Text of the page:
DANCER TURNS SURVIVOR
Following her mother’s cremation, Miss Sprite came back with us, sitting scared, sad, crowded with the other girls in that old red, smoke belching Klong Toey baht bus. Living with frail, forgetful granny in a rented shack with one light bulb was not safe for little girls.
The girls were so sad on that day that Auntie Gung had to cheer up her six- and seven-year-olds. She told them her own bittersweet story about a pink Thai silk costume dress, which she had brought in a plastic bag that hangs today in her closet at the Mercy Centre. The dress, she explained to the 39 girls on the bus, had a story of its own.
Once upon a time in a land far away in Northeast Thailand, she had performed from village to village and at country temple fairs as a traditional Thai dancer — dances she had learned from her mum and grandmother.
That is, until her boyfriend tried to murder her. He left her for dead, or so he thought. Full of fight and spirit, she survived — but was left terribly crippled.
On the night he tried to kill her, she had just finished a performance with a local troupe at an annual northeastern village temple fair. It was at night and she had changed into ordinary clothes, carrying her pink costume dress in a plastic sack. Her boyfriend — or so she thought — was there to meet her. He had tired of her. She wouldn’t peddle drugs for him. So he ran over her with his pickup truck and sped away in a cloud of dust.
Barking village dogs found her in the morning along the roadside, her legs broken and mangled, no longer those of a dancer. Doctors at the hospital said she might hobble/stumble walk, but would never dance again. During five lonely months in the charity ward of an up-country hospital, no one came to visit her.
And to top it all off, hospital blood tests revealed she had contracted HIV/Aids. It had to be the boyfriend — he was her only love. Her relatives said the whole incident was her fault, so she decided "there was nothing there for me".
She didn’t know where to go in Bangkok. A cleaning man at the bus station told her to go to "slum Klong Toey". "There’s other poor people there and they probably won’t laugh at you. That’s where I would go."
She started walking, hobbling along in the slum with her walking stick, not knowing where to go, just walking. “Seeing the sacred tree, she sat and rested. She was hungry, so she picked up some cooked rice wrapped in plastic — an offering to make merit that someone had left there earlier. Brushing off the ants, she said humbly to the tree: “Please do not be offended that I eat this food. Thank you for it. I promise I’ll come back. I won’t forget.”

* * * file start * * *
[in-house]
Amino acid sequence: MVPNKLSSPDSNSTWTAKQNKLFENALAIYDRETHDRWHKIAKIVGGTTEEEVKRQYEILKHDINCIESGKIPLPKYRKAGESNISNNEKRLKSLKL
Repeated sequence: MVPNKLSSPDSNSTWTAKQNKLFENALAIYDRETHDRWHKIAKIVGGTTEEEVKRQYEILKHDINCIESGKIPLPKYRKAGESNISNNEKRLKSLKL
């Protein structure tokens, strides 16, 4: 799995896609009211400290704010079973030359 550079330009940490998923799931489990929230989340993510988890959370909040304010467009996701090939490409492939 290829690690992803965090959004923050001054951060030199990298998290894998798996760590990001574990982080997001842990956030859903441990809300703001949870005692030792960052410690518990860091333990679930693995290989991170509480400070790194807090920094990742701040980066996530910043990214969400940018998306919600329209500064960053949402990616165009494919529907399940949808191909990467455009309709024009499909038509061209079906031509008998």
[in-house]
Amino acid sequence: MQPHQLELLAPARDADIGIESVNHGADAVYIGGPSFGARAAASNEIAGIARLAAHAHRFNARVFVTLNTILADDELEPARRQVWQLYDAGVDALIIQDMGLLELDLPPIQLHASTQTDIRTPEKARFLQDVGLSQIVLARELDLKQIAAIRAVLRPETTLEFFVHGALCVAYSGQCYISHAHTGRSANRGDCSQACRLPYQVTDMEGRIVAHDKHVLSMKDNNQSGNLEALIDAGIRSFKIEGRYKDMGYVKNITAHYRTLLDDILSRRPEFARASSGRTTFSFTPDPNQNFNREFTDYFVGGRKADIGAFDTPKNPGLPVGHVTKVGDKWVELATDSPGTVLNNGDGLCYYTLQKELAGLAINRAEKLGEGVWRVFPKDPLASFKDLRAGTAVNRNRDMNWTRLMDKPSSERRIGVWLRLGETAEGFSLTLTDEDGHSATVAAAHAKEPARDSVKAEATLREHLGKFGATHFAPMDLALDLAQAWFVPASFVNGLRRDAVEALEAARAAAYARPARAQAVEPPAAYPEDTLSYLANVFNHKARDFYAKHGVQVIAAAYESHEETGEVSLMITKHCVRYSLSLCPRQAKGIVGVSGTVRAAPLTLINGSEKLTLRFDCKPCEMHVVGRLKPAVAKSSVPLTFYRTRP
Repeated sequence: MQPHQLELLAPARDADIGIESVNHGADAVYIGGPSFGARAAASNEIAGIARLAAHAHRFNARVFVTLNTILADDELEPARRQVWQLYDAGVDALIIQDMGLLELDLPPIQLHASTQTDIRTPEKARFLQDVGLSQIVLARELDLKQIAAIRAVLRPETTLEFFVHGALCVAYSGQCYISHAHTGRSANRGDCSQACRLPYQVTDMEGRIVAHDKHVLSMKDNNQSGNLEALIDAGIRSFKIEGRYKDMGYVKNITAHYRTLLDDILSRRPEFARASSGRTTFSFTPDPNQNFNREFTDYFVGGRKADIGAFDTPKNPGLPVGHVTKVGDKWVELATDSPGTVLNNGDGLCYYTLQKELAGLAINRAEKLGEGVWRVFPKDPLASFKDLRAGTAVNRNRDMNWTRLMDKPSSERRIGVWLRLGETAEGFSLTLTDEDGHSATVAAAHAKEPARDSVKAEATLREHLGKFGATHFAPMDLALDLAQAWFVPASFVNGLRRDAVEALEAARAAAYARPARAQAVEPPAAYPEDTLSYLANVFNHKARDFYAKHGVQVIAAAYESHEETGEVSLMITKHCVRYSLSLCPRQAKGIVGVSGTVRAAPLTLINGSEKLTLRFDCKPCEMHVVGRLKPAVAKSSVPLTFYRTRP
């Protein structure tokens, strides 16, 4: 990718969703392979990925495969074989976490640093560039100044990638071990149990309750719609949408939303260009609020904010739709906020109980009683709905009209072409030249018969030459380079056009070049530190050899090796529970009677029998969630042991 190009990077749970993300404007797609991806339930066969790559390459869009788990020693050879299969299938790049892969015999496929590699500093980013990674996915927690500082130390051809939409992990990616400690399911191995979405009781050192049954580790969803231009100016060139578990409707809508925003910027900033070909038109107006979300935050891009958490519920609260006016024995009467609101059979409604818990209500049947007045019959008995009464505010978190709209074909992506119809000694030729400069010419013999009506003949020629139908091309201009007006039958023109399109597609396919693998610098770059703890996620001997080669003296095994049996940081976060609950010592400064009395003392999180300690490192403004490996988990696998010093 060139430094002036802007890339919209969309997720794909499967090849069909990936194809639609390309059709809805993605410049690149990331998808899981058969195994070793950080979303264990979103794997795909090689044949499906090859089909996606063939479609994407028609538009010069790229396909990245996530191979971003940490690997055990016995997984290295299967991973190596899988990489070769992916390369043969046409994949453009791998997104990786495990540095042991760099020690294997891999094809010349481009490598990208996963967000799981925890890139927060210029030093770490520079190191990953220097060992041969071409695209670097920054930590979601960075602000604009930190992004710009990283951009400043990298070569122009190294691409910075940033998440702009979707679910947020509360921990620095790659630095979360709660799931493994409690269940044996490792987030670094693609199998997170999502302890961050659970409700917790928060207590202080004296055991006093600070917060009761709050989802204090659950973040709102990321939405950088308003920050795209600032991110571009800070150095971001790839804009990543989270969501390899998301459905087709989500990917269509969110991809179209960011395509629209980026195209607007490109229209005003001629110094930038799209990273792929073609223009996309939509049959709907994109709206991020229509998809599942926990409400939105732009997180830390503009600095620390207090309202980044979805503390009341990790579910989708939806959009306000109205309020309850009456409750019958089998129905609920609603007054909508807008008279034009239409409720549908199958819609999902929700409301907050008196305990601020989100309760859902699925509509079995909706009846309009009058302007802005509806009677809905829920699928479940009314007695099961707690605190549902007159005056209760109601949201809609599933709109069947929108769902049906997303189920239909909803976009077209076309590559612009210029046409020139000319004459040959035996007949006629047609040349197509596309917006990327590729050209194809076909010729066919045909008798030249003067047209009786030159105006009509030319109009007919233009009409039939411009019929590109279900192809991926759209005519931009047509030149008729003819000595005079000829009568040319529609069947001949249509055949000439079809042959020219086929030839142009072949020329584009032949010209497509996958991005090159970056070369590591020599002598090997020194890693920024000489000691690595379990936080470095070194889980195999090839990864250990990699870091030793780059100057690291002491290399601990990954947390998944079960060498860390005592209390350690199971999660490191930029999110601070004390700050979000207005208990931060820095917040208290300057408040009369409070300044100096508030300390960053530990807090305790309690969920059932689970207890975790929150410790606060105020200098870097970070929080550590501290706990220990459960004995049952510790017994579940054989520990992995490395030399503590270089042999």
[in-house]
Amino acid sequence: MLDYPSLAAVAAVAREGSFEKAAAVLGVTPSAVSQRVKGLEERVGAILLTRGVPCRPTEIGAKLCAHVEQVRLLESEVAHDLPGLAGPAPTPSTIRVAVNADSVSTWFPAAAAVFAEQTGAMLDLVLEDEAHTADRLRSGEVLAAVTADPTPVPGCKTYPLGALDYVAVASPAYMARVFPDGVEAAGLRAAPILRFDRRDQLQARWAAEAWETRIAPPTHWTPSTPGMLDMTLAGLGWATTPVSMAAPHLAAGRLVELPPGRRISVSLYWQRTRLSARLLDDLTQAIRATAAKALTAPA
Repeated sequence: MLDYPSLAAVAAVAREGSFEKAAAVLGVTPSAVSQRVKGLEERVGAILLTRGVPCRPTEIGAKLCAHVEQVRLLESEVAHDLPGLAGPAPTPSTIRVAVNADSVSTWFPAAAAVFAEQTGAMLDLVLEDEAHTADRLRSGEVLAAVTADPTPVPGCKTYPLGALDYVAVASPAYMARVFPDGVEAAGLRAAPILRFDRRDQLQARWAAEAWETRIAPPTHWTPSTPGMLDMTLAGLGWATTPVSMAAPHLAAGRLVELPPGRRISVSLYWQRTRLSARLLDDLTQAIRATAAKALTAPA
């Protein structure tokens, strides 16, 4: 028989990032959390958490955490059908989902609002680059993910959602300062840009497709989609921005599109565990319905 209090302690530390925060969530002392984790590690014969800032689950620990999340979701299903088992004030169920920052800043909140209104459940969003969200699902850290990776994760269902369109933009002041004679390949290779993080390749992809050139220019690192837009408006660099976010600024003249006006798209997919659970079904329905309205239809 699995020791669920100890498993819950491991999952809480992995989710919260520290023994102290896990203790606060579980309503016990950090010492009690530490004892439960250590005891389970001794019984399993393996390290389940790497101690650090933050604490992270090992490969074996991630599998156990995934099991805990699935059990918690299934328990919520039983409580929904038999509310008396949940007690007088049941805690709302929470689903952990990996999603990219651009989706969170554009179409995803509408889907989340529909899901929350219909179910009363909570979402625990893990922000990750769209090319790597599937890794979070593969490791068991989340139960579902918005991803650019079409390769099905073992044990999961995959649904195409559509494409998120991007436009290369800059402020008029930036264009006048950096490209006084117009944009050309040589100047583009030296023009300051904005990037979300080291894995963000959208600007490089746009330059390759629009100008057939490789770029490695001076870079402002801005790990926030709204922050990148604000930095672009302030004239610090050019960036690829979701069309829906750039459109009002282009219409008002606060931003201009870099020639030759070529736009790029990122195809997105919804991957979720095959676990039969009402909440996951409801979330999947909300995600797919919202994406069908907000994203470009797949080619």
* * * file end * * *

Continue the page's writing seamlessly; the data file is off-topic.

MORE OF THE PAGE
She also still had her pink dress all folded up in a plastic bag. She hobbled down the road to the Mercy Centre where she saw our six- and seven-year-olds practising traditional dance. She asked if she could dance with them and they said “yes, come dance with us”.
At that moment she began to dance again, forgetting her loneliness, forgetting her pain, even forgetting about her walking stick. It was too much and she got dizzy and collapsed in pain.
It’s amazing the pulling and pushing power of determined six-year-olds. They propped her up in a stray chair someone had left there. She was wheezing a lot, then caught her breath and then whispered, can I stay with you?
They all said yes. And so it began. She stayed. For the 39 girls there in our shelter, she became Auntie Gung.
Now many years later and Miss Sprite is back home at the Mercy Centre after a long ride in the belching, old red baht bus from the cremation. Miss Sprite had stopped crying about her mum, so the girls decided it was time to dance.
The girls know about deep and mystical issues. They went to the closet, got Auntie Gung’s pink costume dress and demanded — yes demanded — she put it on. They helped her dress. It was wrinkled and soiled, but it still fitted and she danced. And the children danced with her, beside her, fearing she would fall down, but she didn’t. She danced with the elegance of her youth.
And then Auntie Gung made her a promise. Holding Miss Sprite on her lap, she promised them all: "All the beauty of your mums and all my skill — and my singing voice, then, not now as it’s raspy, but of then — goes to you my beloved granddaughters. And tomorrow, I will go and dance in front of the sacred tree so she too knows my promise."
That’s what this Klong Toey tale is all about: A dancing mob of orphans, some with HIV/Aids, living along with Miss Sprite, living in tune with things mystical and deeply instinctive.
And Miss Sprite and her mob of six-year-old girls, they know these things. Things that women know, but often are too busy to think about. We men know them too, but often we forget — deep, instinctive, yes, mystical things.
It’s an old tree, strong, sturdy and revered. Its leaves and foliage are distinctive, its limbs draped with traditional Thai performance dresses. We call it a dhon pho — with leaves shaped like a Valentine’s Day heart — and the name of the lady is Mae Yah Nang.